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Emet m'Tsiyon

Tuesday, May 02, 2006

The Turk Evliya Chelebi Describes Ancient Jewish Remains in the Safed Area

Safed is in an area of many shrines, especially tombs of ancient Jewish and Israelite personalities, which Chelebi described in his account of his journey [1648-1650].
For example:
It was in this cave that Ya`qub [Jacob] wept for 40 years over the loss of Yusuf [Joseph] . . .
Yet the cave under the citadel [of Safed] is called the Grotto of Qetur`. . . The entrance to the cave is closed. Yet they [the buried] are visited. Their visitors are mostly Jews, who come thither very often. They do this because it is written in their chronicles. . . [p26]
The Children of Israel fled from the plague and hid themselves in those caves (near Safed). [p28]
He also mentions Nablus, built by the Flavian emperors [72 CE], Titus and Vespasian, after defeating the Jews in the first revolt. They built it near the ruins of ancient Sh'khem and called the new city Nea Polis [new city in Greek], which the Arabs pronounced Nablus. Here Chelebi writes of Nablus:
the town is Samaritan. . . the Children of Israel built it [p47]
Samaritans still live in Nablus, although it is not likely that they were the majority in Chelebi's time. They consider themselves descendants of Israel, although not Jews. However, under Muslim rule, the Samaritans were under the authority of the Jewish community leaders.
Near Nablus is:
"the shrine of Esau, son of Isaac. . . It is no marvel that the Jews visit this shrine, because it is mentioned in their Chronicles. They also visit that one of the children of Isaac. [p51]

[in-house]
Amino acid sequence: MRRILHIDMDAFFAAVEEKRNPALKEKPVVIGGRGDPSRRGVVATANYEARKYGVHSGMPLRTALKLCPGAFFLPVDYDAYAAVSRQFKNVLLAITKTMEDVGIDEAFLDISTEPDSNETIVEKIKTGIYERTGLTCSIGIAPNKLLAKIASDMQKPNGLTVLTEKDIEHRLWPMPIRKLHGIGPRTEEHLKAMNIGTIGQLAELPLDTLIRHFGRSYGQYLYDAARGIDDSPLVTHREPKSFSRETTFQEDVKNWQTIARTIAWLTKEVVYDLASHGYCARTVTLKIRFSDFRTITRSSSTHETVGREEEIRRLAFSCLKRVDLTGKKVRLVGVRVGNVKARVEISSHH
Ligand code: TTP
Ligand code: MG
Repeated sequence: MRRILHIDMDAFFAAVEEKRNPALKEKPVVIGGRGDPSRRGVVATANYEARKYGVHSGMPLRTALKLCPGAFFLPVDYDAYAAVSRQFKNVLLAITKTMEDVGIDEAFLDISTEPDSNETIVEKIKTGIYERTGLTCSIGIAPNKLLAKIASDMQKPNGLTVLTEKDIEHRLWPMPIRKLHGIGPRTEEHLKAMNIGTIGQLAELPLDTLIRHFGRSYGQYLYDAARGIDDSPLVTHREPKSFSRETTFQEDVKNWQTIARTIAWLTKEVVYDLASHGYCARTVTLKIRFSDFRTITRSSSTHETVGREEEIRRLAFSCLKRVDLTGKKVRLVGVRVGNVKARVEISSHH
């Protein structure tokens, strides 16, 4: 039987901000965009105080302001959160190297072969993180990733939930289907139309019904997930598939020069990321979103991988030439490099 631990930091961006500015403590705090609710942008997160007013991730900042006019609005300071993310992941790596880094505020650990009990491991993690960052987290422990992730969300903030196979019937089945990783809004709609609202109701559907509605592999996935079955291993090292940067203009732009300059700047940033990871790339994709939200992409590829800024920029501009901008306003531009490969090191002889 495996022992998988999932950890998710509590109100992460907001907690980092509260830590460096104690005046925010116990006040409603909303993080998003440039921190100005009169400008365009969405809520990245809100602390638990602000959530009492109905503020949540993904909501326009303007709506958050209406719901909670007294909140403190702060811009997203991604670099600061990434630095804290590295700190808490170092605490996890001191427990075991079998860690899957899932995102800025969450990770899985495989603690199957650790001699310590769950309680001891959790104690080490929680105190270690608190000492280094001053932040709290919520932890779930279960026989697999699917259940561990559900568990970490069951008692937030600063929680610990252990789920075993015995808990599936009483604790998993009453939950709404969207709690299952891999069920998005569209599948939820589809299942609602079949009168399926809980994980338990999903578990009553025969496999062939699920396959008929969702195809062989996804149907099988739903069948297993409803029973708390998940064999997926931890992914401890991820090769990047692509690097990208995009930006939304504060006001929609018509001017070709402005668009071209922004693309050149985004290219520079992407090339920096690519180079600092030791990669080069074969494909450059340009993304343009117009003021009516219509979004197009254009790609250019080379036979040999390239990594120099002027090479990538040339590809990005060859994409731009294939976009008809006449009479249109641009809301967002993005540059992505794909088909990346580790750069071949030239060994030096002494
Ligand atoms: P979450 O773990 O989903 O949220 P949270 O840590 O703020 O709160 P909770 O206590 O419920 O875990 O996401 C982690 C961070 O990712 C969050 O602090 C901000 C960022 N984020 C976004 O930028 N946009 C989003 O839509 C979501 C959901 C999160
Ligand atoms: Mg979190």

The tomb of Samuel the Prophet believed to be on the highest mountain near Jerusalem, at a village now called Nebi Samwil:
Shimwel contains the shrine of Shimwel. . . It is a place for pilgrimage for all and sundry"[p54 and note]
Mujir al-Din, a Muslim judge in Jerusalem of the 15th century, mentions Shimwel and says that the Jews call it Ramah. The waqfs of the village are controlled by the Alami family of Jerusalem. The Alami family are still a notable family among the Arabs in the Jerusalem area. This tells us that back in the 17th century they already controlled estates and the income from estates through their control of the Muslim waqf [plural-awqaf], the body that controls property supposedly belonging to the Muslims collectively and inalienable. In fact, the waqf feeds most those who control it.

Jerusalem drew Muslims from various places. Living on the Temple Mount were:
dervishes from India [Hind], Sind, Balkh, Persia, and Kurds, Tatars, Moghuls and Turks [p89]
He describes the Valley of Ben-Hinnom in Jerusalem:
The Valley of Hell [Gai Ben-Hinnom, גיא בן חינום , in Arabic Jahanammu] . . . contains all the tombs of the Jews. . . those irreligious people [p92]
[Evliya Celebi (Tshelebi), Travels in Palestine (Jerusalem: Ariel 1980)]
Actually, the Qidron Valley below the Mount of Olives has many many old Jewish graves, especially on the eastern slope, and a few notable ancient Jewish tombs in the valley, such as the Tombs of the B'ney Hezir, the so-called Yad Absalom, etc. The Qidron Valley joins the Valley of Hinnom [or of Ben Hinnom] near the Shilo'ah [Silwan] pool.

Here an educated Muslim traces the history of the Land of Israel back to Israel, the Jews. He does not subscribe to the big lie of a "Palestinian people" so beloved of 21st century Nazi-sympathizers and Judeophobes.
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Coming: more on BBC and Holocaust, the Assyrians in Iraq, etc.


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